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SC Senate Delays Two Votes On 'Panthers Bill' As Time Is Running Out

With just two days left in 2019's legislative session, the future of the Panthers' deal is in doubt

COLUMBIA, S.C. — After a 12-page speech from Democratic Sen. Dick Harpootlian, the South Carolina Senate carried over debate on two versions of the so-called 'Panthers bill.'

The bill, which does not mention the NFL's Carolina Panthers specifically, would give tax breaks and incentives to professional sports teams moving to the state. It is an attempt to lure the Panthers to build practice facilities and headquarters in York County.

A version of the bill passed the House several weeks ago and has the outspoken support of Republican Gov. Henry McMaster. However, since reaching the Senate, it has faced fierce opposition from Harpootlian.

"The lack of transparency surrounding this deal is shocking," Harpootlian said in his speech.

Harpootlian handed a packet to fellow senators, which included his speech and other documents he claims show that the deal is not as good as the governor and others are making it out to be.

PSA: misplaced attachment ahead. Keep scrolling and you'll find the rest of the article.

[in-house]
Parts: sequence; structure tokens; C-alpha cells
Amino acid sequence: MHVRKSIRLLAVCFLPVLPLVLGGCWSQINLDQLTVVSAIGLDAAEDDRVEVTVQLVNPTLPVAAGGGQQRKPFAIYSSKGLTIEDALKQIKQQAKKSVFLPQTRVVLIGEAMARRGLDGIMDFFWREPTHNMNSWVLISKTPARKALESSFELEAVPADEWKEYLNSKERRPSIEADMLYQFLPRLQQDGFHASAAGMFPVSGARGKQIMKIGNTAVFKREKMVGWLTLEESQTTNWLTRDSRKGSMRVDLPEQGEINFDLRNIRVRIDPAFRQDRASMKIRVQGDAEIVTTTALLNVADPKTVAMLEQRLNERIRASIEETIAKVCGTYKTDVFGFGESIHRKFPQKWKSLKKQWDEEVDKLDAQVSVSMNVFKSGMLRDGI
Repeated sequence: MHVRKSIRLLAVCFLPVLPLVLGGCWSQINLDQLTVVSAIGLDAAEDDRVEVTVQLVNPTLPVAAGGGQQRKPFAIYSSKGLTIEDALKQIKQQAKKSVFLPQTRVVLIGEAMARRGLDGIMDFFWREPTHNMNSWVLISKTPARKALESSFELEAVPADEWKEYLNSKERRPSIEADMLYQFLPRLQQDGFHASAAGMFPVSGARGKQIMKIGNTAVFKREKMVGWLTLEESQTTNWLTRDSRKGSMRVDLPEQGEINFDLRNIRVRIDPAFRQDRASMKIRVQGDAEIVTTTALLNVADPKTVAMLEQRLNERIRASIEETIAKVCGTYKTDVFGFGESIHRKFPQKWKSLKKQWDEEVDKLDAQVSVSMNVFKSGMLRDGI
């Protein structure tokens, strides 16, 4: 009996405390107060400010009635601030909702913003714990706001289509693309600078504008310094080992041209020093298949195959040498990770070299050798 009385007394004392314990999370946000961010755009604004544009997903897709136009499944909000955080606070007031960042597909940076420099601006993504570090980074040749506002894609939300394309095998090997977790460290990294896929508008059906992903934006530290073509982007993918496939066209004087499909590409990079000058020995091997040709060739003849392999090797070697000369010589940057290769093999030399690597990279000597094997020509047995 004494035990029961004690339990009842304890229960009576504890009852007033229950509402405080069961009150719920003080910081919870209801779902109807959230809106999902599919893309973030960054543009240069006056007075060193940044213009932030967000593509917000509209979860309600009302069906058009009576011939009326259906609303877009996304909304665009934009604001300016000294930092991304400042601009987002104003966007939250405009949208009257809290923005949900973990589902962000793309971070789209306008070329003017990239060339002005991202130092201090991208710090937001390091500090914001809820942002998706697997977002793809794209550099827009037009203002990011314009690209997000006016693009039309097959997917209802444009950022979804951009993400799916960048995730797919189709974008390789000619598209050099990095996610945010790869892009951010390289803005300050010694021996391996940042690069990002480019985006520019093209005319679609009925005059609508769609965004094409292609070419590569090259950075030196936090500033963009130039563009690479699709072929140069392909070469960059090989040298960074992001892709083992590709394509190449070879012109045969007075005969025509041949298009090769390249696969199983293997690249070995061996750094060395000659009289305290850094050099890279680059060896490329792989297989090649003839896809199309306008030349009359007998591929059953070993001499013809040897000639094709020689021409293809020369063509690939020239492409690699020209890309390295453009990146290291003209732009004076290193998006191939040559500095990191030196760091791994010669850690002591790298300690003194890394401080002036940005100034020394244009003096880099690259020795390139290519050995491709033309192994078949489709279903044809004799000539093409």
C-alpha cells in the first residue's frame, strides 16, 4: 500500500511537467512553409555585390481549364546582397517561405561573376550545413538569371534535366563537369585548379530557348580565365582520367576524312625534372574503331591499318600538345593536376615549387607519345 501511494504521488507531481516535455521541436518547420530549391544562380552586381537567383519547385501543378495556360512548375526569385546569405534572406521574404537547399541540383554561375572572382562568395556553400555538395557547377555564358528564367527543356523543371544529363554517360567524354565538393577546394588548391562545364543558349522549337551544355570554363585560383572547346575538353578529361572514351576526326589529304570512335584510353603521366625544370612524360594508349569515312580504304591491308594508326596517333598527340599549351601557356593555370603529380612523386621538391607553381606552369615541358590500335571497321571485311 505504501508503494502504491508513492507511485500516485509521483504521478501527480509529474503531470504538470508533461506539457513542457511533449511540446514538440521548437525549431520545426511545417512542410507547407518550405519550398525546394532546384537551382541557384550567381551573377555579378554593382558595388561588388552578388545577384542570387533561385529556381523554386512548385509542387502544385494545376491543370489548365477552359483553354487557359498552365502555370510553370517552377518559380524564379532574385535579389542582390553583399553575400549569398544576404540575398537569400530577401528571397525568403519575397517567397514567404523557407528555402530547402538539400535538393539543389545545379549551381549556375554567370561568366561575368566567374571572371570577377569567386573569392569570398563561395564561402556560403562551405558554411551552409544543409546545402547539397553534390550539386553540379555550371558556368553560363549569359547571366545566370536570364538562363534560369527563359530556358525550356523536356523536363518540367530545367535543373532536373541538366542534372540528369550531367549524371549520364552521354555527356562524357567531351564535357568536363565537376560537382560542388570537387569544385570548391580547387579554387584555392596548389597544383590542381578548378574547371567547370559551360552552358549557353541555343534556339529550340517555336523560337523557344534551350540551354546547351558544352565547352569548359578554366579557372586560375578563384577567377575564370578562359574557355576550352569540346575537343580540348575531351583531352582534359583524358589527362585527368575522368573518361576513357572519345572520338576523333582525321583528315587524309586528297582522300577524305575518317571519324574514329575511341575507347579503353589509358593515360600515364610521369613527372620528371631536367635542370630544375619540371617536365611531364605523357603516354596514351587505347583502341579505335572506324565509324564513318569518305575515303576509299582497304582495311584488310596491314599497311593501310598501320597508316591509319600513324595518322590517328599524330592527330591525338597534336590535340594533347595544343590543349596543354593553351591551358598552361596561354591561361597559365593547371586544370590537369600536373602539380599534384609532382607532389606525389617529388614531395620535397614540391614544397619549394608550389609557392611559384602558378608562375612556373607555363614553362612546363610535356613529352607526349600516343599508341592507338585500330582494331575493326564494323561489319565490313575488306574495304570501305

"None of these questions have been resolved, and the administration’s response has been focused on obscuring the facts, not clarifying them," Harpootlian continued.

For weeks, the freshman Senate Democrat has criticized the state's expected economic impact numbers, alleging they're exaggerated.

"This is a bad bill for South Carolina," Harpootlian concluded.

McMaster has repeatedly given his public support to the bill, urging the Senate to pass it before the session ends.

Senate President and Republican Harvey Peeler spoke after Harpootlian, and echoed the governor's support of the bill.

"Give some pride, not just in Rock Hill, but in the state of South Carolina. It's something that money can't buy. Everything that's been said today has merit. But, I'm telling you this, this would mean so much to this state that 20 years from now we'll wonder why in the world would someone be opposed to it," Peeler said on the floor Tuesday.

After hours of debate Tuesday, the Senate carried over both potential votes on the House and Senate version of the bill.

The motion moves both bills to the end of the Senate calendar. It's unclear if they'll have time to consider the bills again before the session ends Thursday.